The existing breakout was 7,926 individual / 12,743 SHOP and 14,379 Medicaid, or around 22.6% / 36.4% / 41%. I'm assuming the 37K figure is broken out similarly until I learn otherwise, which adds 443 QHPs, 710 SHOP and 800 Medicaid.
More than 37,000 have signed up for health insurance through the D.C. Health Link exchange under the Affordable Care Act, officials said during a news conference.
Connecticut chimes in, with nearly 192K total, including 74K exchange QHPs...
As of Sunday night, 191,961 people had signed up for coverage, with 74,000 in private health plans and the rest in government-funded Medicaid plans, said Access Health CT's CEO Kevin Counihan.
He said the exchange had been "swamped" on Monday, prompting the predictions of possibly 200,000 total enrollees since open enrollment began in October. It's unclear how many of those people were previously uninsured. An analysis is expected this summer.
Facing a flood of interest, the Covered California exchange plans to prevent some consumers from finishing their Obamacare enrollment so others can start the sign-up process to meet Monday's deadline.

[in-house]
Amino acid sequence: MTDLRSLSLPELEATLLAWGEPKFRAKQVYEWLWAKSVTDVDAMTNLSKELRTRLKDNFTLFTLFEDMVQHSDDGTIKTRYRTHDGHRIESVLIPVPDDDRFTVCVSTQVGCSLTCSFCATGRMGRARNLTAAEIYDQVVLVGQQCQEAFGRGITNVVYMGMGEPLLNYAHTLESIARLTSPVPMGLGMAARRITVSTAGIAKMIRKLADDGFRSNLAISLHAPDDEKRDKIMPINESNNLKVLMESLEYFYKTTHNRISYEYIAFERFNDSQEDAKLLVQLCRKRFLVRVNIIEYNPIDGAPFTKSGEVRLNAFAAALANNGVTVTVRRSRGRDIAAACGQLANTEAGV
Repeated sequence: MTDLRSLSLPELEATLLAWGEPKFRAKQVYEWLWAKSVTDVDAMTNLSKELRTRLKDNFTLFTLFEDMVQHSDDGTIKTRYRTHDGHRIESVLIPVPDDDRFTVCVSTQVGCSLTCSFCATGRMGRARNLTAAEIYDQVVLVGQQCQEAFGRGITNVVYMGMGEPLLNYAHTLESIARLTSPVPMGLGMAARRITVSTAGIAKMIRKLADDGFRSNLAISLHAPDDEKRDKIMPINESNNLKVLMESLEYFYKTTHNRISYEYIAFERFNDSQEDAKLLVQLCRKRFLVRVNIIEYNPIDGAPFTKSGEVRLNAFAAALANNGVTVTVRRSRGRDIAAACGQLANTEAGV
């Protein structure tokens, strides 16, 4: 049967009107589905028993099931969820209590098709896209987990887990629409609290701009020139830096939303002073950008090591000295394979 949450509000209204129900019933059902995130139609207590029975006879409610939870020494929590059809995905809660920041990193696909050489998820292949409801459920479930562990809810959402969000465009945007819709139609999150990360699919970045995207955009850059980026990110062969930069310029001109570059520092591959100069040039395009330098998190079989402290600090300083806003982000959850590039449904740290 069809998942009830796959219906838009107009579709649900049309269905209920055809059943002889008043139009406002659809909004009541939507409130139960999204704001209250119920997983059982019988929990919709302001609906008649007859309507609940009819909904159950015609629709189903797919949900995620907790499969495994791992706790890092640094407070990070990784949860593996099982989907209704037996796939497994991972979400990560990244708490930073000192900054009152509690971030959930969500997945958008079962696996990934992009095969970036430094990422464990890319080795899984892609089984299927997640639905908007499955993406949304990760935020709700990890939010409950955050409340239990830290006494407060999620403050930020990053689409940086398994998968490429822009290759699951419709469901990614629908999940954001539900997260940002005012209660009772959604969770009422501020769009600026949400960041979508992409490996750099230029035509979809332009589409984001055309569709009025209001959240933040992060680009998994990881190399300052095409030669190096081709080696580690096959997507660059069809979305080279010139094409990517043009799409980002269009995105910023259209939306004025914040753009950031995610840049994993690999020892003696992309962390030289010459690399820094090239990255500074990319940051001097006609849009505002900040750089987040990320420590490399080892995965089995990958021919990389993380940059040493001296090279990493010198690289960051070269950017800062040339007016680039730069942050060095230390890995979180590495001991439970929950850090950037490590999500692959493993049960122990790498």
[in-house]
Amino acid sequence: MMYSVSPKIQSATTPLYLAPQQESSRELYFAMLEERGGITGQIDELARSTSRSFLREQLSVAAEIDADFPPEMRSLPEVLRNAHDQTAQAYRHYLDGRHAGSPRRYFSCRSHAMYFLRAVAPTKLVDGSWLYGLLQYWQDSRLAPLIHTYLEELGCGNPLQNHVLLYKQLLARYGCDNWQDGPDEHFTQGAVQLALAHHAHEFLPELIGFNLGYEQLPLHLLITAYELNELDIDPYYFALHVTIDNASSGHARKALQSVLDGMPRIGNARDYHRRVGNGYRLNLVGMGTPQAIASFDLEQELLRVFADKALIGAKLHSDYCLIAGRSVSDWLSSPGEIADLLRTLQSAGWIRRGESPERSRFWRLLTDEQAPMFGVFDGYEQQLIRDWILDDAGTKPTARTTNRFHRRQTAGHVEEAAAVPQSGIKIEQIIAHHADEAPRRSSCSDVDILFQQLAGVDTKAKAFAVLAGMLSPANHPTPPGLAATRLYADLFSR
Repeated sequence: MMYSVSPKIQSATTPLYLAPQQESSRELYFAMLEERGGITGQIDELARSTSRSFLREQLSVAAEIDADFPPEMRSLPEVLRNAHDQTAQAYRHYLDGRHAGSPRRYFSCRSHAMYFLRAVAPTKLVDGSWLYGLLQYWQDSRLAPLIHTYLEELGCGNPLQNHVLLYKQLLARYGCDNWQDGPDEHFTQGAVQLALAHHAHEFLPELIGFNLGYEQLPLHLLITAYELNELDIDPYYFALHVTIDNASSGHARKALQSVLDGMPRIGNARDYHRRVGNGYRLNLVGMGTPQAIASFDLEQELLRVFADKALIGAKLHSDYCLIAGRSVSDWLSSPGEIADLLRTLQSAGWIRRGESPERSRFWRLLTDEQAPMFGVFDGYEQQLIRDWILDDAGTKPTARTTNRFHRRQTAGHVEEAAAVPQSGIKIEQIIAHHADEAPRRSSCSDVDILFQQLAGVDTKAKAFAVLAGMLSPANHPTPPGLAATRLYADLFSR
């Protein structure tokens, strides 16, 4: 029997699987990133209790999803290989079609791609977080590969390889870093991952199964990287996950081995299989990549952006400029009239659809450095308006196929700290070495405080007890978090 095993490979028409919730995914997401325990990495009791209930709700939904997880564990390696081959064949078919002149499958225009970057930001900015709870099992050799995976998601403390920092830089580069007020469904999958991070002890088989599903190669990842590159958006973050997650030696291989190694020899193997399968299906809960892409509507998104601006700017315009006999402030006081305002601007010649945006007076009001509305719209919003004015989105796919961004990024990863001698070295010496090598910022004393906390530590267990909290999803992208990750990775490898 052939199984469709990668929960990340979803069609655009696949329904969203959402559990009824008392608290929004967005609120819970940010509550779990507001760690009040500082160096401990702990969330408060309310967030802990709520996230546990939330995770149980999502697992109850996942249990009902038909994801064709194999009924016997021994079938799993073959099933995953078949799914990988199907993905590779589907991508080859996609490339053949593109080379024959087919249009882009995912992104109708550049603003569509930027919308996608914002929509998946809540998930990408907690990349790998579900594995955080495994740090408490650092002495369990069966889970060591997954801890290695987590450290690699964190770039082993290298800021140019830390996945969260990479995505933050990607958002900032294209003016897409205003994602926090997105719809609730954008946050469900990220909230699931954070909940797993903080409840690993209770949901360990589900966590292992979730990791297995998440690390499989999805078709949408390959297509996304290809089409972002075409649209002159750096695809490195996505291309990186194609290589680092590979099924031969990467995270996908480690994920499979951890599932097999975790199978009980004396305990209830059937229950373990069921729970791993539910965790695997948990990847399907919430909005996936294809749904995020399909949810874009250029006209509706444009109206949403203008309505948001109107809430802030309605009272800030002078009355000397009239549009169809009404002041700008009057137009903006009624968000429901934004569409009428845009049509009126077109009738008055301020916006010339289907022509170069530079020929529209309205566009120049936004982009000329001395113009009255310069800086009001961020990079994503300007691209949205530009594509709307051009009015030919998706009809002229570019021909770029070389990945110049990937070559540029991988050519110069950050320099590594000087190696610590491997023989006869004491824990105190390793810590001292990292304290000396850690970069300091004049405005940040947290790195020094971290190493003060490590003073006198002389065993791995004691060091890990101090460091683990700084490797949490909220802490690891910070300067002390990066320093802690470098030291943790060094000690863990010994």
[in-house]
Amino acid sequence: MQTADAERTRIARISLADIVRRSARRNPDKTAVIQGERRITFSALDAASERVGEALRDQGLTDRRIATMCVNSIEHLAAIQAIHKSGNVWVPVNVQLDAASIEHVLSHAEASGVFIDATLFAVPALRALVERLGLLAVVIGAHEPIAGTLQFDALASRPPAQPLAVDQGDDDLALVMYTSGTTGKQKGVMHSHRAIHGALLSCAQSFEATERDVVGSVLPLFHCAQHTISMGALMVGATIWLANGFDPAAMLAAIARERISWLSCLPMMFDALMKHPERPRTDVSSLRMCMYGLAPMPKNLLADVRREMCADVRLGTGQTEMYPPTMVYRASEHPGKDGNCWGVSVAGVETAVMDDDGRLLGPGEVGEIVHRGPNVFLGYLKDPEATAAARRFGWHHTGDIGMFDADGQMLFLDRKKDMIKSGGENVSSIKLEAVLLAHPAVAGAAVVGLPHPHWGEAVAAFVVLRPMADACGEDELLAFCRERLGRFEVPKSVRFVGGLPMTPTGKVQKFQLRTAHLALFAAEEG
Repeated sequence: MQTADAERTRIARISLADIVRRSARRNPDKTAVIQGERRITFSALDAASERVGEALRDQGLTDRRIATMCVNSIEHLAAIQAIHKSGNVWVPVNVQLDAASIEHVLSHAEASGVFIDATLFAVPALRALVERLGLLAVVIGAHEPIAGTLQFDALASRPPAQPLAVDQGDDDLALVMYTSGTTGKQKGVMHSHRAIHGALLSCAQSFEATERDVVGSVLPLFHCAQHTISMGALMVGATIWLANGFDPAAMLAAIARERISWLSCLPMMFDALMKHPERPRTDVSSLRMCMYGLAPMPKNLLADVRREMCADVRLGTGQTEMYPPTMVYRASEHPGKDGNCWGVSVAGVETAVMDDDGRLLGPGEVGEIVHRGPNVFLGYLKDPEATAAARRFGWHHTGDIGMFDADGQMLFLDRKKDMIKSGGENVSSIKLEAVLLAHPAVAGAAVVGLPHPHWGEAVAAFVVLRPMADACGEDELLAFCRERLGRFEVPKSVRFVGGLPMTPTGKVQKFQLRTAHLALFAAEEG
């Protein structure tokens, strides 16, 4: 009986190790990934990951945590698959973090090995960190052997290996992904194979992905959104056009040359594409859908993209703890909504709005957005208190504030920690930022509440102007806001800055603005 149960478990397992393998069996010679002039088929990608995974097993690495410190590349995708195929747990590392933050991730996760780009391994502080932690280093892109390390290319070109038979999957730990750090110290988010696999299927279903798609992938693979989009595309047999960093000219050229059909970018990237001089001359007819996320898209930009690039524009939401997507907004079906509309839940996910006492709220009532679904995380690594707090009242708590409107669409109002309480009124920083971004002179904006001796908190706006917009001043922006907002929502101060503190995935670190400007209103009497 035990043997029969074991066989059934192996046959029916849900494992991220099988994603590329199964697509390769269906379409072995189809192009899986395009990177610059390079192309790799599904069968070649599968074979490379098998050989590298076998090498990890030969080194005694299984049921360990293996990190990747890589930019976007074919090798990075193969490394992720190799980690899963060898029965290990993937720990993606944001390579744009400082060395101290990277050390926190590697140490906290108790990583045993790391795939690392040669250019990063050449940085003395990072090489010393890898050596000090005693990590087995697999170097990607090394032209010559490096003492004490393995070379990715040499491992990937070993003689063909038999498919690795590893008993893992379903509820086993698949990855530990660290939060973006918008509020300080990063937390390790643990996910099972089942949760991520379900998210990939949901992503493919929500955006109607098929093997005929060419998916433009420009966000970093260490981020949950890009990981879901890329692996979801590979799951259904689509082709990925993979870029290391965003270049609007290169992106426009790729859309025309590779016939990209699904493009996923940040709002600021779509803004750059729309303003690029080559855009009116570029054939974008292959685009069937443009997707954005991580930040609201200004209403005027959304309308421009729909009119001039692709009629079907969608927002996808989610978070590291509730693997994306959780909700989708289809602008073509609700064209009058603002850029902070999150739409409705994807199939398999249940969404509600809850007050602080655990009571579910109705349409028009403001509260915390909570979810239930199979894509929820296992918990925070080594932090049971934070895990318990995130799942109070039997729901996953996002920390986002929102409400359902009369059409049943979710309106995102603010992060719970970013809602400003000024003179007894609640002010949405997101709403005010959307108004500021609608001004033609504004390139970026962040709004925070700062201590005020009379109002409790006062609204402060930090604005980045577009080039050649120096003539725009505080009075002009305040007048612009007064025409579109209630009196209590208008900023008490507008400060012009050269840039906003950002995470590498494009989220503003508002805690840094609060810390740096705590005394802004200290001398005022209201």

Californians were waiting in line for hours Monday to get coverage and heavy consumer traffic was slowing down the state's exchange website at coveredca.com. Overall, health plan enrollment through Covered California surpassed more than 1.2 million by early Monday.
Peter Lee, executive director of Covered California, said the state plans to log off some online applicants to make room for other consumers to use the website. The state will tell people that they have until April 15 to complete their application.
Fortunately, as I noted earlier, HC.gov seems to be taking up the slack...
We hven't heard a peep from Rhode Island since way back on March 8th, an eternity ago. At the time, their exchange QHP total was 19,690. They've finally released their first update since then:
A total of 26,128 individuals signed up for private plans through the HealthSource RI marketplace through Sunday night since the start of enrollment Oct. 1, up from 19,690 as of March 8, HealthSource RI spokeswoman Dara Chadwick told WPRI.com.